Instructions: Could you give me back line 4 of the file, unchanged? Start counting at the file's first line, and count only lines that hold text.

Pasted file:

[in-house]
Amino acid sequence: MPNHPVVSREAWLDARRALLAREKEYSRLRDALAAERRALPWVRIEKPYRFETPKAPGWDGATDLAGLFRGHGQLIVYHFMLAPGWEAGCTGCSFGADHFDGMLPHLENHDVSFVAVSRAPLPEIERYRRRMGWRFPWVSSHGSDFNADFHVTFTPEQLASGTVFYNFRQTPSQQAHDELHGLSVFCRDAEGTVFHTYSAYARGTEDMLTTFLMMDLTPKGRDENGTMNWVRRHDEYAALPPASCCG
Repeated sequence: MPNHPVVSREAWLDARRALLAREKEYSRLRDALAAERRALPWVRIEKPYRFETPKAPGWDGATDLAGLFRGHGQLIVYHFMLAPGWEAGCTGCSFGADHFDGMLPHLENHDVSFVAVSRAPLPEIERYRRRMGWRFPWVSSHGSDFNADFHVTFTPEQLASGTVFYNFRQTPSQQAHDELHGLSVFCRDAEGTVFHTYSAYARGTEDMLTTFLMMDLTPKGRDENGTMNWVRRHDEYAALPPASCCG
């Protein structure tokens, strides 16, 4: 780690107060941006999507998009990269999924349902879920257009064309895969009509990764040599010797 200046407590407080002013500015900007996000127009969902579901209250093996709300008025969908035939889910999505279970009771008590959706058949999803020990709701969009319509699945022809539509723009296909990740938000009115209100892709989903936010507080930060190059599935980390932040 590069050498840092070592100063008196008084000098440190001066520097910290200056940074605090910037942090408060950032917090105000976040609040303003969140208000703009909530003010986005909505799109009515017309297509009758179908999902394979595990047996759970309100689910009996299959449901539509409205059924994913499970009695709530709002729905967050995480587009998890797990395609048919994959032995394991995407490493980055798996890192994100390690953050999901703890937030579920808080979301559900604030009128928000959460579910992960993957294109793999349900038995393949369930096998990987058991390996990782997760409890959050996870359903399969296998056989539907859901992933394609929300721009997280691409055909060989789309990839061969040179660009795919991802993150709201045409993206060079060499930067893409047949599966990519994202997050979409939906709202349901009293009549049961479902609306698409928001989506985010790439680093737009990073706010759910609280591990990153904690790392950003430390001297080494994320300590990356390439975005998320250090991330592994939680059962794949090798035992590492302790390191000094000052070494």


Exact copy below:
């Protein structure tokens, strides 16, 4: 780690107060941006999507998009990269999924349902879920257009064309895969009509990764040599010797 200046407590407080002013500015900007996000127009969902579901209250093996709300008025969908035939889910999505279970009771008590959706058949999803020990709701969009319509699945022809539509723009296909990740938000009115209100892709989903936010507080930060190059599935980390932040 590069050498840092070592100063008196008084000098440190001066520097910290200056940074605090910037942090408060950032917090105000976040609040303003969140208000703009909530003010986005909505799109009515017309297509009758179908999902394979595990047996759970309100689910009996299959449901539509409205059924994913499970009695709530709002729905967050995480587009998890797990395609048919994959032995394991995407490493980055798996890192994100390690953050999901703890937030579920808080979301559900604030009128928000959460579910992960993957294109793999349900038995393949369930096998990987058991390996990782997760409890959050996870359903399969296998056989539907859901992933394609929300721009997280691409055909060989789309990839061969040179660009795919991802993150709201045409993206060079060499930067893409047949599966990519994202997050979409939906709202349901009293009549049961479902609306698409928001989506985010790439680093737009990073706010759910609280591990990153904690790392950003430390001297080494994320300590990356390439975005998320250090991330592994939680059962794949090798035992590492302790390191000094000052070494």